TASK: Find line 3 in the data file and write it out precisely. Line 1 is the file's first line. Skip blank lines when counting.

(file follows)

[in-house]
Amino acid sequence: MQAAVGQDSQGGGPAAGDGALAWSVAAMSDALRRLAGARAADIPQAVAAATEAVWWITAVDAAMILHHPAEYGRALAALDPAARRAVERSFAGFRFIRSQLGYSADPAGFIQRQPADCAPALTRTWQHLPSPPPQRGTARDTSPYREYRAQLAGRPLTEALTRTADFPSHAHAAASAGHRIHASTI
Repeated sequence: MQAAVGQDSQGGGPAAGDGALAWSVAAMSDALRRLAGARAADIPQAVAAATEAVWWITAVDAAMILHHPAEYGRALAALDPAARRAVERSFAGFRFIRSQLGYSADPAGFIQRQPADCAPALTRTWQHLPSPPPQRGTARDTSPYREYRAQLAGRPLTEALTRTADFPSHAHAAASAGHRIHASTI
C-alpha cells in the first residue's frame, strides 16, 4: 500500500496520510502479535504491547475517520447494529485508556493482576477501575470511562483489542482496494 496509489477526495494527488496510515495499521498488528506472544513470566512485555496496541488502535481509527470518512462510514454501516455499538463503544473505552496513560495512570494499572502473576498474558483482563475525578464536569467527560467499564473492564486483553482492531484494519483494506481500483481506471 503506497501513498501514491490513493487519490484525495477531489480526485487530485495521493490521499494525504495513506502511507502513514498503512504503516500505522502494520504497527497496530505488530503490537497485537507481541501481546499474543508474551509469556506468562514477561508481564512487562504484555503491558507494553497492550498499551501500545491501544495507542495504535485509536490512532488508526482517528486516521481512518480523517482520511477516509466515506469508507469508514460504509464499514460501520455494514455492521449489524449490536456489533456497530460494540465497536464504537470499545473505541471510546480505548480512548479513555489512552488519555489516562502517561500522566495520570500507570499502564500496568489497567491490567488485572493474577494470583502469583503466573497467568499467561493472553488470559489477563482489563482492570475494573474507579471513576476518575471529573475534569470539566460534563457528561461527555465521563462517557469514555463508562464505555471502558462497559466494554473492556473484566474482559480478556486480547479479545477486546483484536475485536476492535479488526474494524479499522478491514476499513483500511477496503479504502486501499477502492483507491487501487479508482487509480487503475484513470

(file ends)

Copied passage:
Repeated sequence: MQAAVGQDSQGGGPAAGDGALAWSVAAMSDALRRLAGARAADIPQAVAAATEAVWWITAVDAAMILHHPAEYGRALAALDPAARRAVERSFAGFRFIRSQLGYSADPAGFIQRQPADCAPALTRTWQHLPSPPPQRGTARDTSPYREYRAQLAGRPLTEALTRTADFPSHAHAAASAGHRIHASTI